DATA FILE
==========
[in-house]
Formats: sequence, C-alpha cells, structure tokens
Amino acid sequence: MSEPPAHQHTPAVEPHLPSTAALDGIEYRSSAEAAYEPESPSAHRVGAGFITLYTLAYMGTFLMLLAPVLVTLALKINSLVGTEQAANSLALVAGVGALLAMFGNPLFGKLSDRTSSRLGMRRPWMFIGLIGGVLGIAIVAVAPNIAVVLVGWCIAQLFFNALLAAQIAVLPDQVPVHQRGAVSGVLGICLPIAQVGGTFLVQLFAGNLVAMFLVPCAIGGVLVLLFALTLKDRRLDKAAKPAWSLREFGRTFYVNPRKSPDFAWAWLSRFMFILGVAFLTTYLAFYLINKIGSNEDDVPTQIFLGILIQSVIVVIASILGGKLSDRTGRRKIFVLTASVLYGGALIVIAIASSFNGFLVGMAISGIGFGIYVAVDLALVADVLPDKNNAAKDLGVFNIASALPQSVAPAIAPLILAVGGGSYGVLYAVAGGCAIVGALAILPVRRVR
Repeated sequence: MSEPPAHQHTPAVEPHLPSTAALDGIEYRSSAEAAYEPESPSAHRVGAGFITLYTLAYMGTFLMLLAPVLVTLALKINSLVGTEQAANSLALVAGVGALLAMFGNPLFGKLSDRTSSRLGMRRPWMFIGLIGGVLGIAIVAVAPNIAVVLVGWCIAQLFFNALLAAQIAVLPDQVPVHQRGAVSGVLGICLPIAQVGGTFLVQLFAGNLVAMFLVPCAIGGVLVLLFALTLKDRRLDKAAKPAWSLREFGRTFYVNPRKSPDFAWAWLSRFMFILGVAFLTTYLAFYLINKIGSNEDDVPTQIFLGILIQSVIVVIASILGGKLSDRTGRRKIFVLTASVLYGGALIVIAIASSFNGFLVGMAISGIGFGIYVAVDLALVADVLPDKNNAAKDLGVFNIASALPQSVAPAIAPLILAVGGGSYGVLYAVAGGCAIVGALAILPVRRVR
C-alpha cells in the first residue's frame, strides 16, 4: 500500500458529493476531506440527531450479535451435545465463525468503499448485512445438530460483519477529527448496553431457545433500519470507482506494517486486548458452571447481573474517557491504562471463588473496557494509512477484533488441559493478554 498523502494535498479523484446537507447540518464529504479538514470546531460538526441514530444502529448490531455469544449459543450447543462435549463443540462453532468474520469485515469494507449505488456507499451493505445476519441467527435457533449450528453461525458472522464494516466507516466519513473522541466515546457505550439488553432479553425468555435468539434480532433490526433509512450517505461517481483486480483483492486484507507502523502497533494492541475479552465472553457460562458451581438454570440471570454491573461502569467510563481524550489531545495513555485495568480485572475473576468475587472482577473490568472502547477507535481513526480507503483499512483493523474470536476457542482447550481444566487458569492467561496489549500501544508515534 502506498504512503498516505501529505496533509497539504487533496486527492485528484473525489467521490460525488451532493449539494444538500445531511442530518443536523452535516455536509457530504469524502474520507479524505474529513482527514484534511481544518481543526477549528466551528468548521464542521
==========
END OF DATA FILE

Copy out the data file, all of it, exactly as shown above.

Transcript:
[in-house]
Formats: sequence, C-alpha cells, structure tokens
Amino acid sequence: MSEPPAHQHTPAVEPHLPSTAALDGIEYRSSAEAAYEPESPSAHRVGAGFITLYTLAYMGTFLMLLAPVLVTLALKINSLVGTEQAANSLALVAGVGALLAMFGNPLFGKLSDRTSSRLGMRRPWMFIGLIGGVLGIAIVAVAPNIAVVLVGWCIAQLFFNALLAAQIAVLPDQVPVHQRGAVSGVLGICLPIAQVGGTFLVQLFAGNLVAMFLVPCAIGGVLVLLFALTLKDRRLDKAAKPAWSLREFGRTFYVNPRKSPDFAWAWLSRFMFILGVAFLTTYLAFYLINKIGSNEDDVPTQIFLGILIQSVIVVIASILGGKLSDRTGRRKIFVLTASVLYGGALIVIAIASSFNGFLVGMAISGIGFGIYVAVDLALVADVLPDKNNAAKDLGVFNIASALPQSVAPAIAPLILAVGGGSYGVLYAVAGGCAIVGALAILPVRRVR
Repeated sequence: MSEPPAHQHTPAVEPHLPSTAALDGIEYRSSAEAAYEPESPSAHRVGAGFITLYTLAYMGTFLMLLAPVLVTLALKINSLVGTEQAANSLALVAGVGALLAMFGNPLFGKLSDRTSSRLGMRRPWMFIGLIGGVLGIAIVAVAPNIAVVLVGWCIAQLFFNALLAAQIAVLPDQVPVHQRGAVSGVLGICLPIAQVGGTFLVQLFAGNLVAMFLVPCAIGGVLVLLFALTLKDRRLDKAAKPAWSLREFGRTFYVNPRKSPDFAWAWLSRFMFILGVAFLTTYLAFYLINKIGSNEDDVPTQIFLGILIQSVIVVIASILGGKLSDRTGRRKIFVLTASVLYGGALIVIAIASSFNGFLVGMAISGIGFGIYVAVDLALVADVLPDKNNAAKDLGVFNIASALPQSVAPAIAPLILAVGGGSYGVLYAVAGGCAIVGALAILPVRRVR
C-alpha cells in the first residue's frame, strides 16, 4: 500500500458529493476531506440527531450479535451435545465463525468503499448485512445438530460483519477529527448496553431457545433500519470507482506494517486486548458452571447481573474517557491504562471463588473496557494509512477484533488441559493478554 498523502494535498479523484446537507447540518464529504479538514470546531460538526441514530444502529448490531455469544449459543450447543462435549463443540462453532468474520469485515469494507449505488456507499451493505445476519441467527435457533449450528453461525458472522464494516466507516466519513473522541466515546457505550439488553432479553425468555435468539434480532433490526433509512450517505461517481483486480483483492486484507507502523502497533494492541475479552465472553457460562458451581438454570440471570454491573461502569467510563481524550489531545495513555485495568480485572475473576468475587472482577473490568472502547477507535481513526480507503483499512483493523474470536476457542482447550481444566487458569492467561496489549500501544508515534 502506498504512503498516505501529505496533509497539504487533496486527492485528484473525489467521490460525488451532493449539494444538500445531511442530518443536523452535516455536509457530504469524502474520507479524505474529513482527514484534511481544518481543526477549528466551528468548521464542521